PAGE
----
JOHN NELSON PARR
John Nelson Parr, Fleetwood, Lancs. England.
“Incredible”: autobiography of John Nelson Parr — Contents
Chapter Nineteen: An Incredible Service
INCREDIBLE EVANGELIST TO THE WORLD
In November, 1964, my wife and myself went by air to Florida to conduct crusades and this commenced my world-wide ministry in Belgium, Florida, California, South Africa and in various towns in the British Isles, in addition to my ministry on various radio stations. We have travelled over 70,000 miles and had the joy of seeing hundreds accept the Lord Jesus as their personal Saviour.
Just before we left for what proved to be the greatest soul winning crusades of this period in South Africa, the following report appeared in the “Manchester Evening News”.
“Evangelist to the World.” Beryl Jones meets a veteran Manchester evangelist who has built up a large congregation and is in demand as a preacher overseas. Just back from the U.S. he is preparing for a South African tour.The meetings held in most of the churches in South Africa were absolutely colossal and especially the Christmas Convention Meetings convened by Pastor Nicholas Benghu. There would be about ten thousand Bantu Africans at these meetings and the blessing, the power, the glory and presence of God in those Christmas Meetings baffle description. At the first Crusade held in South Africa two men came to Christ; one was a criminal and the other an atheist. The pastor said if nothing else happens while you are in South Africa it has been well worth coming to get those two men to Christ. The following extract from a letter dated June 20th, 1968, received from Pastor J. S. W. Bond. B.A.(Theol.), Chairman of the General Executive, Assemblies of God (South Africa) speaks for itself.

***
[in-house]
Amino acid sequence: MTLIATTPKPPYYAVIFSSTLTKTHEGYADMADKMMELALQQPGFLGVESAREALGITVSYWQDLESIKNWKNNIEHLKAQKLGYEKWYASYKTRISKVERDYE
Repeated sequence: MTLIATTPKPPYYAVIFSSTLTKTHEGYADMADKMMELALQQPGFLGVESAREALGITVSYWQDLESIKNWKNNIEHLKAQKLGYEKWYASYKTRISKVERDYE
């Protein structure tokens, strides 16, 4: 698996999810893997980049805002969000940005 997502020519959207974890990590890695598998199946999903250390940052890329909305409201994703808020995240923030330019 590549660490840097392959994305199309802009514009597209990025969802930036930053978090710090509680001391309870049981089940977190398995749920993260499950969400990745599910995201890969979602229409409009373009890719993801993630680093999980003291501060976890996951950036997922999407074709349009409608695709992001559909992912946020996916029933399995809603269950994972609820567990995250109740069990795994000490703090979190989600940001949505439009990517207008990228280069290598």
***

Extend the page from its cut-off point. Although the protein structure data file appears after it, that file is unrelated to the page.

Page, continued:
One of the greatest blessings in the life of former Manchester minister Mr. John Nelson Parr was that God stopped him entering a theological seminary.
This unorthodox evangelist, who at the age of 80 had just returned from a preaching tour of California and is now planning one in South Africa, says that firmly and with only a hint of a twinkle.
He goes on to explain: “My education in Manchester did not get very high, but I taught myself Latin and Greek to pass the entry exam and go to the seminary with a friend of mine.
“I pulled out at the last minute after a talk with a minister whose brother had been there. My friend went, and came out a ‘higher critic’, as we called it then. Now we’d call them modernists.”
Which more or less covers his views on conversational parsons who meet their critics more than half way.
“They are missing the bull’s-eye by trying to adapt the Christian message to the moods of the age in this way,” he says.
“I agree that Billy Graham’s style is old fashioned, and be is doing tremendously good work. He is on par with the great Americans of the past, like Moody.